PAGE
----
Didot Roman, Bodoni Book and Bembo Regular
Akzidenz Grotesk Regular, Helvetica Neue Regular and Univers Roman

In addition to these simple ampersands, used mostly in Roman fonts, there is also a cursive style with more pronounced curves, influenced by calligraphy. This style is generally very elegant, and has given rise to a range of genuinely creative and diverse symbols.

Top row from left to right: Baskerville Italic, Palatino Italic and Adobe Caslon Italic.
Bottom row from left to right: Garamond Italic, Sabon Italic and Monotype Corsiva Italic.

There are many interesting variations on the ampersand, including those created by Ludovico degli Arrighi, the Renaissance-era master engraver and calligrapher, and Robert Granjon, the sixteenth-century French type designer.

The 1992 font Poetica, created by Robert Slimbach for Adobe based on chancery hand, a form of calligraphy used in thirteenth-century commerce, offers an impressive collection of 58 ampersands.

Variations of & in the Poetica font

& in corporate identities

The ampersand has become a true icon, used widely in both logos and typograms. It is a common feature in the logos of various famous companies, including the multinational telecoms firm AT&T, whose logo features a blue-and-white striped globe and the company’s name in a sans serif font. In the consumer goods sector, meanwhile, the ampersand is used by the company that produces the “colourful button-shaped chocolates” M&M’s (Mars & Murrie Ltd) and by Head & Shoulders, the renowned American firm that specialises in anti-dandruff shampoo. This brand is owned by The Procter & Gamble Company (P&G), which also has an ampersand in its logo. Another famous example is the Toni & Guy chain of hairdressers, founded by two brothers from Campania in the south of Italy, who moved to London in the 1950s.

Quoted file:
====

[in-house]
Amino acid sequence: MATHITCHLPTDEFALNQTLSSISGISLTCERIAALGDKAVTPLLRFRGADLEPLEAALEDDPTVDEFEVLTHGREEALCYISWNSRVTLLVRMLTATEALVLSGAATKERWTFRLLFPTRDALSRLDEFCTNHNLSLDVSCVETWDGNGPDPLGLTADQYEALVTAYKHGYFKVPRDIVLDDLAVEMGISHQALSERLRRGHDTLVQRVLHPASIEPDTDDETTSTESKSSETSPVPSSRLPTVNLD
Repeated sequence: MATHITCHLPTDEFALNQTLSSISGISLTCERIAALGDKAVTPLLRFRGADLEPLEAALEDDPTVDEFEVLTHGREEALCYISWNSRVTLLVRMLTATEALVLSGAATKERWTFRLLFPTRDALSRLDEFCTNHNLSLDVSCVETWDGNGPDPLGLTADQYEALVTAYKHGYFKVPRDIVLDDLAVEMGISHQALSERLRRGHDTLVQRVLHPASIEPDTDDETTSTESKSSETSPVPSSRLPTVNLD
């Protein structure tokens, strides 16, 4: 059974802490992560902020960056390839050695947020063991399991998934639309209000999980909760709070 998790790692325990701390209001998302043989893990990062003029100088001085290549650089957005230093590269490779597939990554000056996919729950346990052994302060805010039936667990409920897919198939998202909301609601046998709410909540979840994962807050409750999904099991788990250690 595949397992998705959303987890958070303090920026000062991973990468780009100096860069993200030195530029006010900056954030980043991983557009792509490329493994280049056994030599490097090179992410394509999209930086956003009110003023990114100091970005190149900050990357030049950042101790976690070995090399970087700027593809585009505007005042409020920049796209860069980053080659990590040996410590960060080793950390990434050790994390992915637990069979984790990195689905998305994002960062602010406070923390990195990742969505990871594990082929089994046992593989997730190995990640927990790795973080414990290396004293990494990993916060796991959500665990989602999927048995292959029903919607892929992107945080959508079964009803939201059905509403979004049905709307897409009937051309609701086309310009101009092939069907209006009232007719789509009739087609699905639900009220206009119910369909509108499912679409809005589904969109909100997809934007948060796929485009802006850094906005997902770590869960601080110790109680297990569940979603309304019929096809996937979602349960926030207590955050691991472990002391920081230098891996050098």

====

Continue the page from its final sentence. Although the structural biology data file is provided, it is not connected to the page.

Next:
Top row from left to right: AT&T, M&M’s and P&G.
Bottom row from left to right: Head & Shoulders and Toni & Guy.

In the arts world, the Victoria and Albert Museum in London arguably has the most successful logo featuring an &. The symbol helps to round off the letter A visually, producing a well-balanced result. The creative agency & Walsh made the ampersand a key part of its identity – the character has the additional function of creating a link between the company and the client (client & Walsh). And the publishing house Mondadori Electa, which specialises in art and design publications, also uses a version of & in its logo.

From left to right: Victoria & Albert Museum, & Walsh and Mondadori Electa.

The fashion sector also makes heavy use of the ampersand. In the world of haute couture there is the luxury Italian brand Dolce & Gabbana and & Other Stories, the company that grew out of a collaboration between a small group of creatives. And the symbol is also famous in the “fast fashion” arena, for example in the logos of H&M and Pull&Bear.

Top row from left to right: Dolce & Gabbana and & Other Stories.
Bottom row from left to right: Pull&Bear and H&M.

The most amazing thing about the ampersand is the symbol’s longevity – it has been around throughout the history of typography and graphic design, all the way through to the present day. Initially made famous by its abbreviatory function, which allowed precious space to be saved, it is now an iconic character that is used widely in all sectors and in many forms of communication.